In March, 1977 Mr. Harrison was hospitalized at Mercy Hospital in Cadillac, Michigan, and was diagnosed as suffering from acute and chronic fatigue, degenerative arthritis and depression. He was noted as having a history of high blood pressure; however, during the hospital stay his blood pressure was normotensive on the low side of normal.

Mr. Harrison was not hospitalized again until April 26, 1982, when he was admitted to Botsford General Hospital complaining of severe chest pain, dyspnea and diaphoresis. His blood pressure was 190/100 on admittance but dropped to 140/80 after taking medication. By April 28, 1982 he appeared very stable and he was transferred to St. Joseph Mercy Hospital in Ann Arbor at the family's request. On April 29, 1982 Mr. Harrison was diagnosed as having acute aortic dissection. He underwent emergency surgery for aortic valve replacement, replacement of the ascending aorta and reimplantation of his coronary artery. Mr. Harrison's condition steadily declined after this operation and he died at St. Joseph's on June 12, 1982 from congestive heart failure.

On January 27, 1984, the ALJ issued his decision, finding that Mr. Harrison was not entitled to disability benefits pursuant to 42 U.S.C. §§ 416(i) and 423. The ALJ found that Mr. Harrison had a longstanding history of hypertension prior to his death; however, he also found that Mr. Harrison did not have any impairment or impairments which significantly limited his ability to perform basic work-related functions prior to April, 1982. Therefore, he concluded that Mr. Harrison did not have a severe impairment prior to that date. The ALJ did find that a disabling condition was established by the medical evidence as of April, 1982 when Mr. Harrison was admitted to Botsford General Hospital. However, since Mr. Harrison died less than five months after the onset of his disabling condition the ALJ found that Mr. Harrison was not entitled to disability benefits because he was not disabled for five consecutive months as required by 20 C.F.R. Secs. 404.315(d) and 404.320(b) (4). Mrs. Harrison subsequently retained an attorney, who requested, and was denied, review by the Appeals Council.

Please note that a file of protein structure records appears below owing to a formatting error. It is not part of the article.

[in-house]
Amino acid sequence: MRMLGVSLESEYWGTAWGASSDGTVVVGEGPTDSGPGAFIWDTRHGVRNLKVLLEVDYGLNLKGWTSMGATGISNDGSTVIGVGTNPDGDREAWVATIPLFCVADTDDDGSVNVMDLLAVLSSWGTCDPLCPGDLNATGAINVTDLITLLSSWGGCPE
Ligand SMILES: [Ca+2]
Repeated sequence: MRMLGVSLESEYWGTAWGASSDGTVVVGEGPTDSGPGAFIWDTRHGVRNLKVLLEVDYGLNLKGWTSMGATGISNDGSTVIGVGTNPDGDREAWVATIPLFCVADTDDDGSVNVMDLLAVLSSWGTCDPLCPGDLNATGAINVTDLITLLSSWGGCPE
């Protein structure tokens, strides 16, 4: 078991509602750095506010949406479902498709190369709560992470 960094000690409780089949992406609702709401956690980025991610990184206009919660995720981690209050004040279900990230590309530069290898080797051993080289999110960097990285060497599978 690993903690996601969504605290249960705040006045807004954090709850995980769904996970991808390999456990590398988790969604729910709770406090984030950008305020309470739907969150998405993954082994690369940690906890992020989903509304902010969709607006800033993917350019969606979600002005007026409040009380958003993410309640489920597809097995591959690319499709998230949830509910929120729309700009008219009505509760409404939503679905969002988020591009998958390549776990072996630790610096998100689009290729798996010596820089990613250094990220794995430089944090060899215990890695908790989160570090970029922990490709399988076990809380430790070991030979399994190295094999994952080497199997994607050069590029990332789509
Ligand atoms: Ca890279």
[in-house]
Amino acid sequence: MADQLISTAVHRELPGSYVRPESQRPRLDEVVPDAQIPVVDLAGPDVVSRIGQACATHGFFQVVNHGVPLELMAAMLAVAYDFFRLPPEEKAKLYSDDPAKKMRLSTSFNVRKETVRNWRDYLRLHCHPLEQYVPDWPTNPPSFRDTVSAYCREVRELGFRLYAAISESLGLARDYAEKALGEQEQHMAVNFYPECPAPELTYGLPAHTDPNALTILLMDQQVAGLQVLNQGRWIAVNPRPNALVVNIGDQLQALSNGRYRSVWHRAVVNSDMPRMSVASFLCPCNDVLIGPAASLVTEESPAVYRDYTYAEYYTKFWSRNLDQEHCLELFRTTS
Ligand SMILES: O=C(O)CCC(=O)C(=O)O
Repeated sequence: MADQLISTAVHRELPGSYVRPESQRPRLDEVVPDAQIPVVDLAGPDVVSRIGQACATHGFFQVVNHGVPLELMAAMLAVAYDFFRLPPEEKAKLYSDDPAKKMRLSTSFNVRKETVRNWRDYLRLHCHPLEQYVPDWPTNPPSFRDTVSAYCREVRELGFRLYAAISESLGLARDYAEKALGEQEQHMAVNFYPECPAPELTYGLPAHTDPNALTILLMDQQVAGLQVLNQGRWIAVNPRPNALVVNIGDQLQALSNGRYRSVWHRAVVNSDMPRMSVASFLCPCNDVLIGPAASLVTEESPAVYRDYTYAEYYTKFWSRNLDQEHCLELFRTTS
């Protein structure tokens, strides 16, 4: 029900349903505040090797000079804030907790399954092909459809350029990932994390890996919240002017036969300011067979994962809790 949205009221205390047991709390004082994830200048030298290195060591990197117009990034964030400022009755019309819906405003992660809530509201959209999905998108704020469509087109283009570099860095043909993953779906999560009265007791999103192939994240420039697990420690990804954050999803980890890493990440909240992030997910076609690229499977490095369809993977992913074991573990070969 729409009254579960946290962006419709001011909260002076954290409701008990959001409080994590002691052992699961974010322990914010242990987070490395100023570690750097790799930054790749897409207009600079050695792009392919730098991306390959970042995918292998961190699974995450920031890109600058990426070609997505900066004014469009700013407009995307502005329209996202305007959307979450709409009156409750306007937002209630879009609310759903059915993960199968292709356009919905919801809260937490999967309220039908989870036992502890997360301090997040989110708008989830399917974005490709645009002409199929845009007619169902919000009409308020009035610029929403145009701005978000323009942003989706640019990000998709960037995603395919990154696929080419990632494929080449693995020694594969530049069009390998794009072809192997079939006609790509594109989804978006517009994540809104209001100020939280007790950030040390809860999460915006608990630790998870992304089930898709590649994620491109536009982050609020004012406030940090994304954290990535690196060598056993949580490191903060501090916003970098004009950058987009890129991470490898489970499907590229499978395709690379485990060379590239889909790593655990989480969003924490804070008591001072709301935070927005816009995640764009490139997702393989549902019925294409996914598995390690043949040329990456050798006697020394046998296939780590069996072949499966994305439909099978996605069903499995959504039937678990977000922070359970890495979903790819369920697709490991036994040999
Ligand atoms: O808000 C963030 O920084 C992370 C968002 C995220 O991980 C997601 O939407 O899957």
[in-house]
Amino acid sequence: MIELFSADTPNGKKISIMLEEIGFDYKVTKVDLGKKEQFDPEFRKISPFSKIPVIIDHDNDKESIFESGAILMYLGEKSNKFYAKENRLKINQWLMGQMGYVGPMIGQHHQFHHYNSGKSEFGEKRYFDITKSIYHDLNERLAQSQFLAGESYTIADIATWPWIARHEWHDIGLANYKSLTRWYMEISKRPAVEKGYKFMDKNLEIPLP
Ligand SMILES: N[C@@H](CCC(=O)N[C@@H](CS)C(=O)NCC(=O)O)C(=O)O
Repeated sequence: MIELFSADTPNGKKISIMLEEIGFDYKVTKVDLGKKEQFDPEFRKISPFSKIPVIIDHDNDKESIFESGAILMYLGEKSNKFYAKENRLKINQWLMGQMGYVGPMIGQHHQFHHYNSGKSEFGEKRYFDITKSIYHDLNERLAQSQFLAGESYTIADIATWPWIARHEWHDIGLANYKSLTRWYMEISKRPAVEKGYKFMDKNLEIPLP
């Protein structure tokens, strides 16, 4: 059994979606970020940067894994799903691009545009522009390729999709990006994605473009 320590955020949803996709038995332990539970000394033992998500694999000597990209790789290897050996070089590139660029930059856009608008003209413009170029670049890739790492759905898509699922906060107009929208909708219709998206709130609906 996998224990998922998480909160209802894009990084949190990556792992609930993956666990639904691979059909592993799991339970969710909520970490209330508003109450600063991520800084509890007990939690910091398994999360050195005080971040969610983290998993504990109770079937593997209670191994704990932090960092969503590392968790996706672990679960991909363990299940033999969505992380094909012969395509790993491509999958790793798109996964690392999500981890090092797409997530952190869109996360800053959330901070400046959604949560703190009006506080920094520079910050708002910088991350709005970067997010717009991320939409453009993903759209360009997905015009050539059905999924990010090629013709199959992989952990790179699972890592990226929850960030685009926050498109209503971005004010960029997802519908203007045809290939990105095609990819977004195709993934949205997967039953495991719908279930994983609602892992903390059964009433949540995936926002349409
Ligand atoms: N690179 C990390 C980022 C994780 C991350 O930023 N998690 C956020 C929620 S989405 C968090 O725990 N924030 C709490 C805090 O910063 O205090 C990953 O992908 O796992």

Mrs. Harrison timely filed the instant action with the district court. Mrs. Harrison filed a motion for remand/summary judgment which was referred to a magistrate. The magistrate filed her report and recommendation on May 31, 1985, recommending that Mrs. Harrison's motion be denied and that the Secretary's denial of benefits be affirmed. The district court adopted the magistrate's report and affirmed the Secretary's decision on November 20, 1985. This timely appeal followed.